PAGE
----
Nabers leads the FBS with 1,424 receiving yards and 62 first-down catches. That second number shows that his quarterback immediately looks his way in high-pressure situations because of his reliability. His competitiveness, ability to rack up yards after the catch and versatility remind me of DJ Moore.
Miller: I’m a huge Nabers fan, so I’m in on this pick. But for argument’s sake, what about a trade back? The Jets are in a must-win situation over the next year or two, but moving back a few spots to gain extra draft capital next year isn’t a bad thing. Let’s recall that the team doesn’t have a second-round pick thanks to the Rodgers trade, and this isn’t a roster that’s one rookie wide receiver away from winning the AFC.
Malik Nabers makes the grab for 40-yard receiving touchdown
Malik Nabers makes the grab for 40-yard receiving touchdown
Yates: You’ll be hard-pressed to ever convince me not to try to trade back. While the Jets were leapfrogged in 2023 for Broderick Jones, they might be able to move back in 2024 and still not miss out on a credible tackle talent. A slide to, say, No. 15 from No. 10 while adding an extra pick or two would be a home run.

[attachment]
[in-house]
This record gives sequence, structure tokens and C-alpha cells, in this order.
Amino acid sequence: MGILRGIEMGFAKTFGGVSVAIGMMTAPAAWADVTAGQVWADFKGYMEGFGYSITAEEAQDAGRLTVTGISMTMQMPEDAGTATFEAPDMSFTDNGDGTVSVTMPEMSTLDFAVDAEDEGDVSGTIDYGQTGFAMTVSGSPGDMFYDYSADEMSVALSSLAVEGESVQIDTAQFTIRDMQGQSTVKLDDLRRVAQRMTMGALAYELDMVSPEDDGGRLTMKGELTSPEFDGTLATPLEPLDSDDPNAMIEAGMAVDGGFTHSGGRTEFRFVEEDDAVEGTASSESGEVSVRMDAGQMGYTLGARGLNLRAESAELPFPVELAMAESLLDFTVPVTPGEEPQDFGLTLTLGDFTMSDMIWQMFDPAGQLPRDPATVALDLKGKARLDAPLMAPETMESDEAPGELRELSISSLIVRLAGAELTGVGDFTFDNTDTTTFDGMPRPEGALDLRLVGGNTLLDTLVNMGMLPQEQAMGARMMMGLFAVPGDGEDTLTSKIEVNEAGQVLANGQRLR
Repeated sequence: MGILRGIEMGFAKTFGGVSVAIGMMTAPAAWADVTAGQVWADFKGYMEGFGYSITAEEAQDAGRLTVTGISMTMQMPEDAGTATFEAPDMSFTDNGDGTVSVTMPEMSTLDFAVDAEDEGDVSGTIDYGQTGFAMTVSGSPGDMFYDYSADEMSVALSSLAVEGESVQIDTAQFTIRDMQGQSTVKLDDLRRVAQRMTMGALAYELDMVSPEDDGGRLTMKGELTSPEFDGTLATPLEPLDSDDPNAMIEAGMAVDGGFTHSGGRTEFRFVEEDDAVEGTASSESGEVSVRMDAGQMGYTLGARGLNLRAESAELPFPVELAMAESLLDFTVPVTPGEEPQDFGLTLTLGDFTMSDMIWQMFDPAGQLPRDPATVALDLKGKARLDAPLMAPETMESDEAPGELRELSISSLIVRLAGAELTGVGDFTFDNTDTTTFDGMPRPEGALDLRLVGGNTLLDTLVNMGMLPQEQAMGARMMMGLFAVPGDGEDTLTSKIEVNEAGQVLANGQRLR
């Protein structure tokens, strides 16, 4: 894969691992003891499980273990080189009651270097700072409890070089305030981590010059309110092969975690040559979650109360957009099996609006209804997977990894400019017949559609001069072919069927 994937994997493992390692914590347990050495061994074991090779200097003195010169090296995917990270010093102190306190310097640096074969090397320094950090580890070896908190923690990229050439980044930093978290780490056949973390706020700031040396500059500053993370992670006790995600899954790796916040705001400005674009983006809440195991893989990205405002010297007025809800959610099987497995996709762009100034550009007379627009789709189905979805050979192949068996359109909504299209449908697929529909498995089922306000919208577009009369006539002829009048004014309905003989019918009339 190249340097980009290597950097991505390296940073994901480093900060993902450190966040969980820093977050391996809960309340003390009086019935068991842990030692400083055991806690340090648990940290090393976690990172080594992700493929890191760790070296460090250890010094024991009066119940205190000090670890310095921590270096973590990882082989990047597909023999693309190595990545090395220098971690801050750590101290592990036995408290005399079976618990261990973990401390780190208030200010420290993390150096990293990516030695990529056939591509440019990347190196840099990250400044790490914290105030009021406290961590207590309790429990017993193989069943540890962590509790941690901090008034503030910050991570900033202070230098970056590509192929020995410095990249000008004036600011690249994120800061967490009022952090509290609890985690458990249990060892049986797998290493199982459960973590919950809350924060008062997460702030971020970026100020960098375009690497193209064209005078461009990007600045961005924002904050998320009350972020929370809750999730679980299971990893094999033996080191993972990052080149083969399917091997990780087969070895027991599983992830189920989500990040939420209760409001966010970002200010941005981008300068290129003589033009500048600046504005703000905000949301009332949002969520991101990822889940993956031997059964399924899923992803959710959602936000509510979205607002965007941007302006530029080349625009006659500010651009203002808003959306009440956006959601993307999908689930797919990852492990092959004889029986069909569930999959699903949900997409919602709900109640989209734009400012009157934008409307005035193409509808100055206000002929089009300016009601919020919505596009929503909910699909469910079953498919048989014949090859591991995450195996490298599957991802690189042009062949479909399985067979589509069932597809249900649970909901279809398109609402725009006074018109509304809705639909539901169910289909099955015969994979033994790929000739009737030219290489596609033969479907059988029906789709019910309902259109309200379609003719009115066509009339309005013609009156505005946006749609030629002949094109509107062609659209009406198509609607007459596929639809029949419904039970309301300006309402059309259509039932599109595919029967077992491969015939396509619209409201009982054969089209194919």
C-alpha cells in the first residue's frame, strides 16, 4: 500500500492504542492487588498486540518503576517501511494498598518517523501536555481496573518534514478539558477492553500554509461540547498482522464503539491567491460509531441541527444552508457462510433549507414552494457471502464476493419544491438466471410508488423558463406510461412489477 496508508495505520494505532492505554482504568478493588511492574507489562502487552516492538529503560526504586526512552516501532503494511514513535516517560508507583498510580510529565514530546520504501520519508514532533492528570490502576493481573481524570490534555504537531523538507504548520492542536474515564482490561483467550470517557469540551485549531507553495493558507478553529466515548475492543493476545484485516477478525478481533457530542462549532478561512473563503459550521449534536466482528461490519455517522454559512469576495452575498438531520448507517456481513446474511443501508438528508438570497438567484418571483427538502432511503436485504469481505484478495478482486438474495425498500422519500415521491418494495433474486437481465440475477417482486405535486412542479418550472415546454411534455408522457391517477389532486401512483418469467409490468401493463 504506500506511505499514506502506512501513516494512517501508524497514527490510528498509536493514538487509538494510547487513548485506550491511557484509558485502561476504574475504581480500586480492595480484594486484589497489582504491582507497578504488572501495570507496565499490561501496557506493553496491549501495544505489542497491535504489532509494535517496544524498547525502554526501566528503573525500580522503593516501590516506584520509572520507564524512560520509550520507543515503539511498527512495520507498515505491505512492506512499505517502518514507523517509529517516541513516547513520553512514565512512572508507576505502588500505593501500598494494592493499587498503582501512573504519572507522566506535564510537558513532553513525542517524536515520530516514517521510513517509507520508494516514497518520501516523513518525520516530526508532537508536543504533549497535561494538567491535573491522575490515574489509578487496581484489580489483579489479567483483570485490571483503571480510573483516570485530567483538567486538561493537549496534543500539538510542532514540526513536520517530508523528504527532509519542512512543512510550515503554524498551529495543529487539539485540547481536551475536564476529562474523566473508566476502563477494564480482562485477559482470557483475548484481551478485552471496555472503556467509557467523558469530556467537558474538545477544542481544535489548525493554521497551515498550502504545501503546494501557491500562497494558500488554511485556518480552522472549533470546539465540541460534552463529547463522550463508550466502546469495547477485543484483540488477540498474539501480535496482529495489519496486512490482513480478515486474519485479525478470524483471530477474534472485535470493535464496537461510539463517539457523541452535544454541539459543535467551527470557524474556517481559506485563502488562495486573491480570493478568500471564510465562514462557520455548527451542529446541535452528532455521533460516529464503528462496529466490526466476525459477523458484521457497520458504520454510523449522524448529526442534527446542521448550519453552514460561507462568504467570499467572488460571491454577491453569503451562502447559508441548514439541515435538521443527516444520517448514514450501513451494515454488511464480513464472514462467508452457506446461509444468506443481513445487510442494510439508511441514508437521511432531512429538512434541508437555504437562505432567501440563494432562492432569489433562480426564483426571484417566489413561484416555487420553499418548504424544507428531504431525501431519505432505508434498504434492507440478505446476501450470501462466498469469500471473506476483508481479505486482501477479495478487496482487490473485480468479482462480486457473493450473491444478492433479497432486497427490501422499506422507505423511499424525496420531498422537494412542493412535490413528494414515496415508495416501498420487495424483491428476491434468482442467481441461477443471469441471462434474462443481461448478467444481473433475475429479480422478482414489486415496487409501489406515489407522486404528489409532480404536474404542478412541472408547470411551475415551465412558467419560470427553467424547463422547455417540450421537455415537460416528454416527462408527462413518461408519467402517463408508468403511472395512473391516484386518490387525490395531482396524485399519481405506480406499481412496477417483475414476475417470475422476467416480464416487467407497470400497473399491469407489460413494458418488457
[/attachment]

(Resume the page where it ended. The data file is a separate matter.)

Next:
Reid: Nabers is the pick, but I can’t believe Bowers didn’t come off the board in the top 10. It comes back to positional value, and it’s just how the board fell here.
Our pick for the Jets: Malik Nabers, WR, LSU
Which other teams could be wild cards if they landed in the top 10?
Miller: Los Angeles Rams. We might not be far removed from the Rams trading away all their high picks in favor of established stars, but they are expected to have 10 selections in the 2024 draft before even factoring in compensatory picks. That gives GM Les Snead the tools to move up in the first round and add an impact Day 1 starter to a roster that looks better than anyone expected this season.
Reid: Tampa Bay Buccaneers. After a strong start to the season, the Bucs have spiraled. They have an aging roster on both sides of the ball, and quarterback is a huge question mark moving forward. Getting their guy under center should be a priority in the offseason, and it will be a position to watch at the draft. Baker Mayfield will be a free agent and is turning 29.
Yates: New Orleans Saints. GM Mickey Loomis has perhaps the strongest belief of anyone in the league that if you have a guy you want, you do what it takes to get that player. He’s unafraid of the audacious, and trading up classifies as that. Keep an eye on New Orleans.